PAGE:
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The reconstructed depth of the Little Ice Age varies between different studies (anomalies shown are from the 1950–80 reference period)
The Hunters in the Snow by Pieter Brueghel the Elder, 1565

The Little Ice Age (LIA) was a period of cooling that occurred after the Medieval Warm Period (Medieval Climate Optimum).<ref name="Emmanuel1971">{{#invoke:citation/CS1|citation |CitationClass=book }}</ref> While it was not a true ice age, the term was introduced into the scientific literature by François E. Matthes in 1939.<ref name="Matthes1939">{{#invoke:Citation/CS1|citation |CitationClass=journal }} Matthes described glaciers in the Sierra Nevada of California that could not have survived the hypsithermal, in his opinion; his usage of "Little Ice Age" has been superseded by "Neoglaciation".</ref> It has been conventionally defined as a period extending from the sixteenth to the nineteenth centuries,<ref name="Mann2003">{{#invoke:citation/CS1|citation |CitationClass=book }}</ref><ref name="Lamb1972">{{#invoke:citation/CS1|citation |CitationClass=book }} (noted in Grove 2004:4).</ref><ref name="NASA Glossary">{{#invoke:Citation/CS1|citation |CitationClass=journal }}.</ref> or alternatively, from about 1300<ref name="miller2012" /> to about 1850,<ref>Grove, J.M., Little Ice Ages: Ancient and Modern, Routledge, London (2 volumes) 2004.</ref><ref>Matthews, J.A. and Briffa, K.R., "The 'Little Ice Age': re-evaluation of an evolving concept", Geogr. Ann., 87, A (1), pp. 17–36 (2005). Retrieved 17 July 2015.</ref><ref>{{#invoke:citation/CS1|citation |CitationClass=web }}</ref> although climatologists and historians working with local records no longer expect to agree on either the start or end dates of this period, which varied according to local conditions. The NASA Earth Observatory notes three particularly cold intervals: one beginning about 1650, another about 1770, and the last in 1850, each separated by intervals of slight warming.<ref name="NASA Glossary" /> The Intergovernmental Panel on Climate Change Third Assessment Report considered the timing and areas affected by the LIA suggested largely independent regional climate changes, rather than a globally synchronous increased glaciation. At most there was modest cooling of the Northern Hemisphere during the period.<ref name="Was there a “Little Ice Age” and a “Medieval Warm Period”?">{{#invoke:citation/CS1|citation |CitationClass=web }}</ref>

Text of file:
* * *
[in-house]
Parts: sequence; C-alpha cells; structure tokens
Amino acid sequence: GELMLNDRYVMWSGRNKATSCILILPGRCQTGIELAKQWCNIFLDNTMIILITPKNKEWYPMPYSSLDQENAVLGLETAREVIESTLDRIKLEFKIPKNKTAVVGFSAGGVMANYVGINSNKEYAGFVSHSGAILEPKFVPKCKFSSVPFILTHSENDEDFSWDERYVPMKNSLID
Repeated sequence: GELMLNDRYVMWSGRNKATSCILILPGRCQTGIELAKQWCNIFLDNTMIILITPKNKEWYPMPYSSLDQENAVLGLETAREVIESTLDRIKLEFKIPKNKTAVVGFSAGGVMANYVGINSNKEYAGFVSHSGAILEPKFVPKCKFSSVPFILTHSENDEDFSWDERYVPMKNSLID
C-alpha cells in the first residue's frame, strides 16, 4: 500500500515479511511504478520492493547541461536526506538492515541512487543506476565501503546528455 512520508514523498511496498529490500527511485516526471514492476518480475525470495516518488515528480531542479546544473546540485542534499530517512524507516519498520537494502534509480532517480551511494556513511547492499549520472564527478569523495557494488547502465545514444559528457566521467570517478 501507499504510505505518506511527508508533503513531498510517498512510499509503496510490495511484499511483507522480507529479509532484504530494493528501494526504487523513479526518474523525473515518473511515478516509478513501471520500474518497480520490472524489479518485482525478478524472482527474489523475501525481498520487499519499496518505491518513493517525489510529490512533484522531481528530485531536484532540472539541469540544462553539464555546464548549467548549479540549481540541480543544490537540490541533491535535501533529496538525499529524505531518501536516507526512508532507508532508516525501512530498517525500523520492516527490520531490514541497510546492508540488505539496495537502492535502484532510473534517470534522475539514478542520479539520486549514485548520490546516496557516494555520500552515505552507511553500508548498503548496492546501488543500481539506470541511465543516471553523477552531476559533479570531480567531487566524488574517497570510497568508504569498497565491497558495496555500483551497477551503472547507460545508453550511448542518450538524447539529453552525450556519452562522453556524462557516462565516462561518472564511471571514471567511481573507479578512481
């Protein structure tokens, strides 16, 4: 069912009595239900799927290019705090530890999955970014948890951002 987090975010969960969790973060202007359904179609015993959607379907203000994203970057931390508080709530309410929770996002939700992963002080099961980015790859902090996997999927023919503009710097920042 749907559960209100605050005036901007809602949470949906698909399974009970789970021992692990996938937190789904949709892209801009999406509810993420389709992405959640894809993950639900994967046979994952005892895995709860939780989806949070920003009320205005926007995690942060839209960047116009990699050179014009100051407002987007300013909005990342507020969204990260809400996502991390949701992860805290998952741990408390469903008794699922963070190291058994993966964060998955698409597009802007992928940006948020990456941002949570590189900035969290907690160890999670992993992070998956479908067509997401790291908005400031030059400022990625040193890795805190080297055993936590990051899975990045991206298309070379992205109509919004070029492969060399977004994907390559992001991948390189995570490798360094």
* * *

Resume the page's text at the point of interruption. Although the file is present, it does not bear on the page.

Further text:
Several causes have been proposed: cyclical lows in solar radiation, heightened volcanic activity, changes in the ocean circulation, an inherent variability in global climate, or decreases in the human population.


Mini-ice age sections
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